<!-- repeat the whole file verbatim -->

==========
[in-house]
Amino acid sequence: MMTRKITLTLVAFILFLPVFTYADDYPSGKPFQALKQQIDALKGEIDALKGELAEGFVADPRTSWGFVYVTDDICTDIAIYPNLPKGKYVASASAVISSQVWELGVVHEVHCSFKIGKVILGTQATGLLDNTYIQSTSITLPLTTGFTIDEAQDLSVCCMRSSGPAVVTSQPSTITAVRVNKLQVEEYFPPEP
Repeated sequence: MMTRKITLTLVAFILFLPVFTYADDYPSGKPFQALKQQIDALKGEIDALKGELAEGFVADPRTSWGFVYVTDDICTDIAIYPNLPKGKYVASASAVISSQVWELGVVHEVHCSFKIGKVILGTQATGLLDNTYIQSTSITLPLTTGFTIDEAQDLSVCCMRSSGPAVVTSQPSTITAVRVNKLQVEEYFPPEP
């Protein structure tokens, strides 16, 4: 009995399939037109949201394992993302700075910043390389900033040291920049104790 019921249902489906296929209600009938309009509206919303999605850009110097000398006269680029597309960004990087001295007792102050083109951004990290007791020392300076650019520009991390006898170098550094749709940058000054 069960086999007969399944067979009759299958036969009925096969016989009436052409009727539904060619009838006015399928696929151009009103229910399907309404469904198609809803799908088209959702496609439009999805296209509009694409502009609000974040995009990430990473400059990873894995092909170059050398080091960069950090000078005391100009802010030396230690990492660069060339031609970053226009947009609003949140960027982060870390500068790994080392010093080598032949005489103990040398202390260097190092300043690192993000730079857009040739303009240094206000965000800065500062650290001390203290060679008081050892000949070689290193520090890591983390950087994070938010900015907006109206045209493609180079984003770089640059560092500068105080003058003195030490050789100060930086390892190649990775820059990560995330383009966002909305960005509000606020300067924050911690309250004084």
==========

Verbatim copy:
[in-house]
Amino acid sequence: MMTRKITLTLVAFILFLPVFTYADDYPSGKPFQALKQQIDALKGEIDALKGELAEGFVADPRTSWGFVYVTDDICTDIAIYPNLPKGKYVASASAVISSQVWELGVVHEVHCSFKIGKVILGTQATGLLDNTYIQSTSITLPLTTGFTIDEAQDLSVCCMRSSGPAVVTSQPSTITAVRVNKLQVEEYFPPEP
Repeated sequence: MMTRKITLTLVAFILFLPVFTYADDYPSGKPFQALKQQIDALKGEIDALKGELAEGFVADPRTSWGFVYVTDDICTDIAIYPNLPKGKYVASASAVISSQVWELGVVHEVHCSFKIGKVILGTQATGLLDNTYIQSTSITLPLTTGFTIDEAQDLSVCCMRSSGPAVVTSQPSTITAVRVNKLQVEEYFPPEP
């Protein structure tokens, strides 16, 4: 009995399939037109949201394992993302700075910043390389900033040291920049104790 019921249902489906296929209600009938309009509206919303999605850009110097000398006269680029597309960004990087001295007792102050083109951004990290007791020392300076650019520009991390006898170098550094749709940058000054 069960086999007969399944067979009759299958036969009925096969016989009436052409009727539904060619009838006015399928696929151009009103229910399907309404469904198609809803799908088209959702496609439009999805296209509009694409502009609000974040995009990430990473400059990873894995092909170059050398080091960069950090000078005391100009802010030396230690990492660069060339031609970053226009947009609003949140960027982060870390500068790994080392010093080598032949005489103990040398202390260097190092300043690192993000730079857009040739303009240094206000965000800065500062650290001390203290060679008081050892000949070689290193520090890591983390950087994070938010900015907006109206045209493609180079984003770089640059560092500068105080003058003195030490050789100060930086390892190649990775820059990560995330383009966002909305960005509000606020300067924050911690309250004084």